diversMore than three-quarters of Caribbean coral reefs are either severely stressed or are close to dying, due to local threats, including pollution and sediment runoff, which make them less resilient to climate change and warming waters.

Research indicates that failure to reverse the current trend will lead to annual losses of US$95 - $140 million as more reefs lose the battle to provide a home for fisheries to spawn, protect shores from waves and storm surges, and provide tourist attractions.

It is estimated that the Caribbean’s coral reefs offer the region benefits totalling US$3.1 - $4.6 billion dollars annually.

star fishThe aim of the plan is to strengthen coordinated action to protect, conserve and manage the region’s important ecosystems, said CRFM’s executive director Milton Haughton.

Haughton told ministers and other senior government representatives from Anguilla, Barbados, St. Kitts and Nevis, Grenada, Jamaica, St. Lucia, St. Vincent and the Grenadines, Suriname and host country Dominica, that healthy coral reef ecosystems are critical to both the tourism and fisheries sectors and by extension, the livelihoods and well-being of coastal Caribbean communities and societies.

The preparation of the Regional Plan of Action was coordinated by the Caribbean Community Climate Change Centre, with funding and technical assistance provided by the Government of Australia and Australian Great Barrier Reef Marine Park Authority.

Speaking ahead of the signing of the plan of action by Chairman of the Belize-based CRFM, Haughton said: “The overall intention of these initiatives is to ensure that the living marine resources of the region are managed and protected in such a way that they are able to make optimum sustainable contribution to the region’s economic and social development.”

Speaking at the signing, Lydia Bezeruk, First Secretary in Development Cooperation with the Trinidad-based Australian High Commission, stressed the importance of engaging stakeholders and primary users of the reef.

“It is very difficult to convince someone who has responsibility for family, who may be poor, that it’s better to save something for the future,” she said. “So it’s really a case of trying to bring about the awareness and education but also providing them with alternative livelihoods. That was a particular strategy noted in the plan as well.”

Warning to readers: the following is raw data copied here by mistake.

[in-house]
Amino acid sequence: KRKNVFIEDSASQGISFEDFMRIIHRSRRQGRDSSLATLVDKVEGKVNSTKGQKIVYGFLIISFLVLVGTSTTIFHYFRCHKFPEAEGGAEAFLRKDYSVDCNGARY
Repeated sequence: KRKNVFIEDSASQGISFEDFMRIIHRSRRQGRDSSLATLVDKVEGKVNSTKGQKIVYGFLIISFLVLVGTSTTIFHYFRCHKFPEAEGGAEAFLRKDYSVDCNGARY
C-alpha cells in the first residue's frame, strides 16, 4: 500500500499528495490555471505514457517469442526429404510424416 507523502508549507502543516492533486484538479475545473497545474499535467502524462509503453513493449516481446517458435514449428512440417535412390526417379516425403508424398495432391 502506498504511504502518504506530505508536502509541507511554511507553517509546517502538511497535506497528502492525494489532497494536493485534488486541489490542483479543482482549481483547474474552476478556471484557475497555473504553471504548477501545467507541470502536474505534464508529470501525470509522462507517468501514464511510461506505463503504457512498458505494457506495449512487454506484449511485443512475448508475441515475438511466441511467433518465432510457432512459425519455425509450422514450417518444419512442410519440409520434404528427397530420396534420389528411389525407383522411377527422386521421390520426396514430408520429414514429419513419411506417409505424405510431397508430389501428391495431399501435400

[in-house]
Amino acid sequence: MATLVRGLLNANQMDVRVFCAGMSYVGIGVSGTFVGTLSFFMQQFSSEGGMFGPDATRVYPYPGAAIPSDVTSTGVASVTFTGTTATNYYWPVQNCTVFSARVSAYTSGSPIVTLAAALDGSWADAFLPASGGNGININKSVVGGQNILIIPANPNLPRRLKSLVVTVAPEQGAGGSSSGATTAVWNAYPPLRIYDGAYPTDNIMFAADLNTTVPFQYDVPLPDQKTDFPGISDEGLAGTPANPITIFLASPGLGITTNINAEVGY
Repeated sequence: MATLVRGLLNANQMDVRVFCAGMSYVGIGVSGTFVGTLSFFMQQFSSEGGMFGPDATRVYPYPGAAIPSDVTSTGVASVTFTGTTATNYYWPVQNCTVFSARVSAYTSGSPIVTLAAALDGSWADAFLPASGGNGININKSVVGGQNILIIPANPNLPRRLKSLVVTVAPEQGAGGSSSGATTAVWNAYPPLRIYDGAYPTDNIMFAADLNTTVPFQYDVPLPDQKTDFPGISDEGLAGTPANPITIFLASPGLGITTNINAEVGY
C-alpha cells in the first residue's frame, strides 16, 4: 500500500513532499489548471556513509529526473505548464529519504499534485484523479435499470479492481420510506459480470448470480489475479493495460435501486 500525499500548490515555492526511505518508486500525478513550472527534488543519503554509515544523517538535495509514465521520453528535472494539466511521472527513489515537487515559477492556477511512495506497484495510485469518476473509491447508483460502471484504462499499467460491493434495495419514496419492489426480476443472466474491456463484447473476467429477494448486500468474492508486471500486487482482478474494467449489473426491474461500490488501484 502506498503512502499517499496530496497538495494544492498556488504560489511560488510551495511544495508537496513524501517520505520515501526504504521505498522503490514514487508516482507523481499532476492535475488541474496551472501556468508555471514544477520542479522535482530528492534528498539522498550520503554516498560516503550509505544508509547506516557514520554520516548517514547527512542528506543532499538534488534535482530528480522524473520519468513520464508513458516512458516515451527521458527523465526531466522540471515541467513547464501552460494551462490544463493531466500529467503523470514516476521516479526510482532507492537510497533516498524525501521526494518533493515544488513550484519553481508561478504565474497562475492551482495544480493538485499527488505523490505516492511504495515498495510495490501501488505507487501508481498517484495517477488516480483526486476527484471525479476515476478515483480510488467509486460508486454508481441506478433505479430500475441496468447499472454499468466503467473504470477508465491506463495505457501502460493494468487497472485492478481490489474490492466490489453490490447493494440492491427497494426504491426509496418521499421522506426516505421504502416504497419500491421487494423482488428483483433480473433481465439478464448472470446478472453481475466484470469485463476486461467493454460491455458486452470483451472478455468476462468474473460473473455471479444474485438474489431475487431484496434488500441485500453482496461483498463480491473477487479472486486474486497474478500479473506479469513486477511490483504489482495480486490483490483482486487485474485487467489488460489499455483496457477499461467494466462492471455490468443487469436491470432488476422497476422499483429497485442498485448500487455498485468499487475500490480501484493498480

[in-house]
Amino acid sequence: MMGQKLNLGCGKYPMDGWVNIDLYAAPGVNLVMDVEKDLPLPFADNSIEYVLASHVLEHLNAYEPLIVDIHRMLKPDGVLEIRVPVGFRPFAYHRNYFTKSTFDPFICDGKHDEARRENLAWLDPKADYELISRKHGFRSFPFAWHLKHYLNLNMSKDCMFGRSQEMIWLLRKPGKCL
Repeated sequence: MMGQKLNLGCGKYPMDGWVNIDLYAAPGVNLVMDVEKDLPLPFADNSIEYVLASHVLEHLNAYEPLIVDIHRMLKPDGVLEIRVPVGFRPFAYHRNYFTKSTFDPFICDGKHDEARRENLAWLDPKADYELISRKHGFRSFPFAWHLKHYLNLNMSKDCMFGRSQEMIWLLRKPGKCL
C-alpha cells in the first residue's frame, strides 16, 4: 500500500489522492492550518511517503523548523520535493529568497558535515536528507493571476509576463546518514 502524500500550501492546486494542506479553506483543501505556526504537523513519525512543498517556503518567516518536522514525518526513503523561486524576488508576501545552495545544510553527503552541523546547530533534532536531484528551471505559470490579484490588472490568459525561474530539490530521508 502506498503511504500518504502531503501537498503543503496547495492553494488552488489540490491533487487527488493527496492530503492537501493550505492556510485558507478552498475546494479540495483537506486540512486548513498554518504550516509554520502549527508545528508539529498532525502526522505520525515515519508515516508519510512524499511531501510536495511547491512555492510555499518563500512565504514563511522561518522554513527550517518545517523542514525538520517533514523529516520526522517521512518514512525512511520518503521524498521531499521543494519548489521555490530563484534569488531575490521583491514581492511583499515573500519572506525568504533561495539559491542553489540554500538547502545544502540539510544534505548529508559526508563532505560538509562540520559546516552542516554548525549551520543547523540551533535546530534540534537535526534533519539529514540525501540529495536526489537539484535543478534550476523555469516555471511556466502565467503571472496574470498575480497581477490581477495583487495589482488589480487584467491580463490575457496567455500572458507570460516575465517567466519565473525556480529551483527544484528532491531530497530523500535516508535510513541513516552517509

The next stage of the plan is execution and Mr. Haughton said the current challenge is funding and capacity for implementation.

“The regional Climate Change Centre has been engaged with the Germans and we’re hoping to get some initial seed funding from them to begin implementing some aspects of this plan,” he said.

Immediate past chairman of the Ministerial Council, Barbados’ Minister of Agriculture, Food, Fisheries and Water Resource Management, Dr. David Estwick, suggested that the CRFM needs to reposition itself in order to cushion the impact of the current economic crisis facing the Caribbean.

“The challenge to the CRFM is to make sure it adapts to its present environment in order to succeed,” he said. “This will require thinking outside the box and hence adapting to this new environment will require change in the present structure and processes in order to be successful.”

Estwick suggested that the organisation embraces current technology to cut down on the cost of communications, build and reinforce partnerships, form and develop new linkages, source more funding for training, develop appropriate infrastructures, be more flexible, act as a change agent and be part of the decision-making process.

Dominica’s Minister of the Environment, Natural Resources, Physical Planning and Fisheries, Dr. Kenneth Darroux, who has succeeded Dr. Estwick as chair of the CRFM Ministerial Council, lauded the CRFM for its work.

“I must commend the CRFM Secretariat for doing a tremendous job,” he said.

 (Photos of divers and starfish courtesy ACP Fish II)